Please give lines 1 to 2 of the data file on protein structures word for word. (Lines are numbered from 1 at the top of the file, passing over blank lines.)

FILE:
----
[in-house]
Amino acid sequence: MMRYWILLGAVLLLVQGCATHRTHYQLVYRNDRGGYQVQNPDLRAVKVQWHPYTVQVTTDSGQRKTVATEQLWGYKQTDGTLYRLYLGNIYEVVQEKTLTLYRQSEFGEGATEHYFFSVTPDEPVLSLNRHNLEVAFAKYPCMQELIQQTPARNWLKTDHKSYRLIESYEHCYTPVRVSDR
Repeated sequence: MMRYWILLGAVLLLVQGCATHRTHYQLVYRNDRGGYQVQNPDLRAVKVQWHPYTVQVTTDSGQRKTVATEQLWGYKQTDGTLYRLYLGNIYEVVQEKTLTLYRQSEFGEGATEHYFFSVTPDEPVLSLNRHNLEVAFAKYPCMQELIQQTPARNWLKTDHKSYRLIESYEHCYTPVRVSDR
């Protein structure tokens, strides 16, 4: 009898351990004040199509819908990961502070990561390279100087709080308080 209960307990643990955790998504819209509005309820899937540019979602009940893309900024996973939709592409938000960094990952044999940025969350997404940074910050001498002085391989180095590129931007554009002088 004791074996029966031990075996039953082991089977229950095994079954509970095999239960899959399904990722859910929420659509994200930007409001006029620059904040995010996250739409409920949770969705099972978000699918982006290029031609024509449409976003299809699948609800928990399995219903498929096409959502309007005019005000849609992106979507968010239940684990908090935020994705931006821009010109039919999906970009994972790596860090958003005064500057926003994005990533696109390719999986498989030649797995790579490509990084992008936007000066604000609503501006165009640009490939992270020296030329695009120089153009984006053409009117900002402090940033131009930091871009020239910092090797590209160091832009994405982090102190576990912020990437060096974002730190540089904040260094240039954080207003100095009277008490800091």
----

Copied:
[in-house]
Amino acid sequence: MMRYWILLGAVLLLVQGCATHRTHYQLVYRNDRGGYQVQNPDLRAVKVQWHPYTVQVTTDSGQRKTVATEQLWGYKQTDGTLYRLYLGNIYEVVQEKTLTLYRQSEFGEGATEHYFFSVTPDEPVLSLNRHNLEVAFAKYPCMQELIQQTPARNWLKTDHKSYRLIESYEHCYTPVRVSDR